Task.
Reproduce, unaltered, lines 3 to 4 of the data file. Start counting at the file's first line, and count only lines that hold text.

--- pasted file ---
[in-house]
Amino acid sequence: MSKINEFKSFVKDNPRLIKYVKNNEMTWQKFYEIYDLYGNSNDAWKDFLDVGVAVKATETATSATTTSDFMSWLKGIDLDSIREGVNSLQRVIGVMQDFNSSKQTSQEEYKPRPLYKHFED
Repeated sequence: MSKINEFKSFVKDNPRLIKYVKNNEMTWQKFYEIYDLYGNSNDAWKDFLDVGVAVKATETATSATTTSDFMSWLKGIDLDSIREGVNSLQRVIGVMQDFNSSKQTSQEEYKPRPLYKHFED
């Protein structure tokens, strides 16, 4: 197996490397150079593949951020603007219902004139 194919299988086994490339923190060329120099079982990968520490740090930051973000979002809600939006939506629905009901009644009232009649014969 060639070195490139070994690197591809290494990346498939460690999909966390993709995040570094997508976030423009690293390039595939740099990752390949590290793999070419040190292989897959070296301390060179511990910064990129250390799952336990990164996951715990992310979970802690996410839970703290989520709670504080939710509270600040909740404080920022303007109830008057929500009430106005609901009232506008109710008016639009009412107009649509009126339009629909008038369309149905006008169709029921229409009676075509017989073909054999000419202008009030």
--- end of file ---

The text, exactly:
Repeated sequence: MSKINEFKSFVKDNPRLIKYVKNNEMTWQKFYEIYDLYGNSNDAWKDFLDVGVAVKATETATSATTTSDFMSWLKGIDLDSIREGVNSLQRVIGVMQDFNSSKQTSQEEYKPRPLYKHFED
């Protein structure tokens, strides 16, 4: 197996490397150079593949951020603007219902004139 194919299988086994490339923190060329120099079982990968520490740090930051973000979002809600939006939506629905009901009644009232009649014969 060639070195490139070994690197591809290494990346498939460690999909966390993709995040570094997508976030423009690293390039595939740099990752390949590290793999070419040190292989897959070296301390060179511990910064990129250390799952336990990164996951715990992310979970802690996410839970703290989520709670504080939710509270600040909740404080920022303007109830008057929500009430106005609901009232506008109710008016639009009412107009649509009126339009629909008038369309149905006008169709029921229409009676075509017989073909054999000419202008009030």